Schools offer lessons on accommodating transgender students
SAN FRANCISCO (AP) — From locker rooms and sex education classes to dress codes and overnight field trips, many U.S. public schools already are balancing the civil rights of transgender students with any concerns that classmates, parents and community members might have.
The U.S. Department of Education is drawing on those practices to guide other schools as they work to comply with the Obama administration’s directive that transitioning children be treated consistent with their gender identity.
That has been the policy since 2013 of the Arcadia Unified School District in Southern California. As part of a settlement with the federal departments of Justice and Education that became the foundation for the national mandate issued Friday, students may use the bathroom, locker room or wilderness cabin that corresponds with their recognized gender outside school, Superintendent David Vannasdall said.
“This is absolutely not about a student on a day-to-day basis saying, ‘Today I’m a boy, tomorrow I’m a girl.’ That has never happened,” Vannasdall said. “By the time these students are at a point where they are asking for our help, they are presenting in all areas of their life as that gender.”
The administration had warned schools before Friday that denying transgender students access to the correct facilities and activities was illegal under its interpretation of federal sex discrimination laws. But the new guidance, for the first time, offers advice for accommodating the privacy needs of nontransgender youngsters.
Ukraine’s Jamala wins 2016 Eurovision Song Contest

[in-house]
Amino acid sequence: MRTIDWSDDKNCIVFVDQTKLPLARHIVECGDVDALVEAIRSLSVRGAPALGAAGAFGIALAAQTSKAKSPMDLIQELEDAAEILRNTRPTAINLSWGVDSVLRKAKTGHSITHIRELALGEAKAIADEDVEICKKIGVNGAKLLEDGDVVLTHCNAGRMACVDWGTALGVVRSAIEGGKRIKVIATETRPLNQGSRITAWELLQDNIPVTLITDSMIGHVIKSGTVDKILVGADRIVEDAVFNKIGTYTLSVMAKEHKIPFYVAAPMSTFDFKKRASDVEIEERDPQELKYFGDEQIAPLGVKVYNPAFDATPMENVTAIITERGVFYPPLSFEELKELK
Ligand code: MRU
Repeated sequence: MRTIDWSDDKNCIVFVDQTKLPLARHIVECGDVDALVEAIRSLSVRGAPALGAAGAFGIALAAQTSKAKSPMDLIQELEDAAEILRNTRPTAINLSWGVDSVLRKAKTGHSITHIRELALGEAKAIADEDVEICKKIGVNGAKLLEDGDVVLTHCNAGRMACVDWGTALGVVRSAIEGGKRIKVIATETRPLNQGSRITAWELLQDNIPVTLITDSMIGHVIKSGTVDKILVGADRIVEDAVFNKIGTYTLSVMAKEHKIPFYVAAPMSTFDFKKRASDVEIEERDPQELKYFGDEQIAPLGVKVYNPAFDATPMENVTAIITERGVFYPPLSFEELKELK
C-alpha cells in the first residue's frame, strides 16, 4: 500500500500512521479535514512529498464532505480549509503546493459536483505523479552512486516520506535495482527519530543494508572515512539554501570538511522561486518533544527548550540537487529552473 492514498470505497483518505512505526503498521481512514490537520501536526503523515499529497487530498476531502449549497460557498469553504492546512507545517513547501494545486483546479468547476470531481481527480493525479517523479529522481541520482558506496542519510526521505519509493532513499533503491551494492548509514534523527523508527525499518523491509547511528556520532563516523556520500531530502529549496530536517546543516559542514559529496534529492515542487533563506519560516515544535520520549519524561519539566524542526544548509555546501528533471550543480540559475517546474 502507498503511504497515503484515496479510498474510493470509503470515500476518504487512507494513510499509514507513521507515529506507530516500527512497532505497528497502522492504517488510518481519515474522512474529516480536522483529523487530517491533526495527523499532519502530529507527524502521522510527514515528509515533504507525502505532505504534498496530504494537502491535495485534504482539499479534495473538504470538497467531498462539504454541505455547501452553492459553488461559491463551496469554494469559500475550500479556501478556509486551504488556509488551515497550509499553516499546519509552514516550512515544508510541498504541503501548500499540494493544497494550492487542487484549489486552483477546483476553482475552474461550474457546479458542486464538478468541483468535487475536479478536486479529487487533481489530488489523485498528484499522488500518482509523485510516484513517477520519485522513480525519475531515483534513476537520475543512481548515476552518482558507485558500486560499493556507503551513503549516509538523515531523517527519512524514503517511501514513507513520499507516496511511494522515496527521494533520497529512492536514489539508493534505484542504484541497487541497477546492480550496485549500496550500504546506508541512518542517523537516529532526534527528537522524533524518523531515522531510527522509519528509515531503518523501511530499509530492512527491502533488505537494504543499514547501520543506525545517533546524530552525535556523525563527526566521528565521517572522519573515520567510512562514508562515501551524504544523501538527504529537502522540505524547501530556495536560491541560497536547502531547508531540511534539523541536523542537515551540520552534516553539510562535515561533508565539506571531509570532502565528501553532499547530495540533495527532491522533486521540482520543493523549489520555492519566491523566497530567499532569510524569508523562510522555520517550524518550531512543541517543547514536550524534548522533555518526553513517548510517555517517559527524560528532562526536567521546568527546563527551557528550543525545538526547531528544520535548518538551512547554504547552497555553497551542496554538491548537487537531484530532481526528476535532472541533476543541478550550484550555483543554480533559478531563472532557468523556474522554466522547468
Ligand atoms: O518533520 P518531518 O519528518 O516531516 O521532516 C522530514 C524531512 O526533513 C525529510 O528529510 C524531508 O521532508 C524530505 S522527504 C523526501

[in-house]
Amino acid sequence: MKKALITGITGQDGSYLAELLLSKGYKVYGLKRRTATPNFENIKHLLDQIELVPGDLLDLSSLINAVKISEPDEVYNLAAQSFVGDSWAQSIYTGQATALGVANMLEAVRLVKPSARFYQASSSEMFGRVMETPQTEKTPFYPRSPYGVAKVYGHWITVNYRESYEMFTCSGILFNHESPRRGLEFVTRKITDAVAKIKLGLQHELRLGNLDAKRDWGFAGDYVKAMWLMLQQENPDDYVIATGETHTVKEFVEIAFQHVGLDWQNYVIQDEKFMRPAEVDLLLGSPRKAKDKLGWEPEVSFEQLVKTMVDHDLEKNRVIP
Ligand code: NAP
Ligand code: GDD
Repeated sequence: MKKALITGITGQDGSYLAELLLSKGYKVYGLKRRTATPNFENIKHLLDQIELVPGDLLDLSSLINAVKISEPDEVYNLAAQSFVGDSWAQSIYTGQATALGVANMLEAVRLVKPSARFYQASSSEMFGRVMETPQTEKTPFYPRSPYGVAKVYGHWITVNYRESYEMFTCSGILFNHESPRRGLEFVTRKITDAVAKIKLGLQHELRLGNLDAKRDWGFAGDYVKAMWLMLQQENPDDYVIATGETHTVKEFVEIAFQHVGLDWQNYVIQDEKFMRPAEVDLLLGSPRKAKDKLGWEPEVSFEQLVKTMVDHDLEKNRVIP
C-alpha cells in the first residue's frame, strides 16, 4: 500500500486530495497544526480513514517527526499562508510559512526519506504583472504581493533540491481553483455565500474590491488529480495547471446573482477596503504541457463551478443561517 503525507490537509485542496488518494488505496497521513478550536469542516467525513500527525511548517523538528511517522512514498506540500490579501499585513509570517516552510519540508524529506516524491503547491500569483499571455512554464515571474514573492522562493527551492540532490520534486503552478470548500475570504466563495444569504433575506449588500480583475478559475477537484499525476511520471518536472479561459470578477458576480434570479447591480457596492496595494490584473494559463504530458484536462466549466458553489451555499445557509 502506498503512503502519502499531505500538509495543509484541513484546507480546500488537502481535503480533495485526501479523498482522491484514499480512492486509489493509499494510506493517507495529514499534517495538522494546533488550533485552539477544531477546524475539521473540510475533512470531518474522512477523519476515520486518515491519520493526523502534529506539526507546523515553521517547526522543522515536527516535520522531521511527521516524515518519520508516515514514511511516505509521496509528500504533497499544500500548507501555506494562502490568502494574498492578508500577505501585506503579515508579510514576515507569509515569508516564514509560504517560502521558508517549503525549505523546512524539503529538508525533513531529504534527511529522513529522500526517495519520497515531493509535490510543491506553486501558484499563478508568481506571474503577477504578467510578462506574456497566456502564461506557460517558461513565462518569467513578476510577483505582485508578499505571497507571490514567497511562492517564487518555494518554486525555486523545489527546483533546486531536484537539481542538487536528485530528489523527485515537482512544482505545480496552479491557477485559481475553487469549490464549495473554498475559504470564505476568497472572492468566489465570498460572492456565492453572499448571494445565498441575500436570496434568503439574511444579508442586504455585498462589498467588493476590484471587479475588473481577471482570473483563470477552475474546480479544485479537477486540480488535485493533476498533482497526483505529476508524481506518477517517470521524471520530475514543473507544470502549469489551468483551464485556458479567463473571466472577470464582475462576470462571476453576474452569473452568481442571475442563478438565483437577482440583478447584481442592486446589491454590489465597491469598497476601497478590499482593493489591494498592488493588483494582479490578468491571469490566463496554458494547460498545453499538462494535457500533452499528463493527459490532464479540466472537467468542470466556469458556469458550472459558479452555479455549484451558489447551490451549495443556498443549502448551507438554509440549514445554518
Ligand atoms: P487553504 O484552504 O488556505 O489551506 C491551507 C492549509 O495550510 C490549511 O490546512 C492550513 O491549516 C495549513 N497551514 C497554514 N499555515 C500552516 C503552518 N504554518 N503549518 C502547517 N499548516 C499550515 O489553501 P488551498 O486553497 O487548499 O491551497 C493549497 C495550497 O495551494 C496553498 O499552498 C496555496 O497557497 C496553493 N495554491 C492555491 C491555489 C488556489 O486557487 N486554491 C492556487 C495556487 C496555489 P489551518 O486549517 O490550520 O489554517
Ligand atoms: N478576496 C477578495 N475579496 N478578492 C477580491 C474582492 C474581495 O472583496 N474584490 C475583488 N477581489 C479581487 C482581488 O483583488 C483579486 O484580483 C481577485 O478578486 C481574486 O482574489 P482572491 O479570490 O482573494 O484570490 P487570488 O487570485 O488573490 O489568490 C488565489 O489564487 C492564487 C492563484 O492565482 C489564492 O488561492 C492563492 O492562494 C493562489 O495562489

STOCKHOLM (AP) — Ukrainian singer Jamala’s melancholic tune about Soviet dictator Josef Stalin’s 1944 deportation of the Crimean Tatars was crowned the winner of the 2016 Eurovision Song Contest early Sunday, an unusual choice for the kitschy pop fest.
Susana Jamaladinova, a 32-year-old trained opera singer who uses the stage name Jamala, received the highest score of 534 points for her song “1944,” after votes from juries and TV viewers across Europe were tallied following performances Saturday night by the 26 finalists at Stockholm’s Globe Arena.
Australia’s Dami Im was second with 511 points, followed by Russia’s Sergey Lazarev in third with 491.
The show was broadcast live in Europe, China, Kazakhstan, Australia, New Zealand and, for the first time, the United States. Last year’s contest reached nearly 200 million viewers globally.
Amid entries about love and desire, Jamala’s song stood out. With somber lyrics it recalls how Crimean Tatars, including her great-grandmother, were deported in 1944 by Soviet authorities during World War II. Many died during the deportations or starved to death on the barren steppes of central Asia. Decades later some of the survivors were allowed to return to the Crimean Peninsula.
Photo controversy highlights black women in Long Gray Line
Self-expression is hardly a part of life for cadets at the United States Military Academy.
So it was far from ordinary when 16 black women put their own spin on the traditional graduation photo, hoisting their fists in the air while posing in their dress uniforms, swords at their sides.
A social media firestorm followed. So did an internal inquiry at the school.
Some viewed the cadets’ pose as a gesture of racial solidarity and strength. Others questioned whether it was a statement of support for Black Lives Matter.
West Point officials decided last week that the photo was not politically motivated and no punishment was warranted. Still, that outcome left some black female graduates confused: Why would anyone see controversy in how those 16 women celebrated their experience in the Long Gray Line?
Big rallies or quiet voters? Is Clinton low on enthusiasm?
DES MOINES, Iowa (AP) — Rock concert rallies versus intimate town halls. Adoring groupies versus dutiful voters. Sweeping promises versus targeted proposals.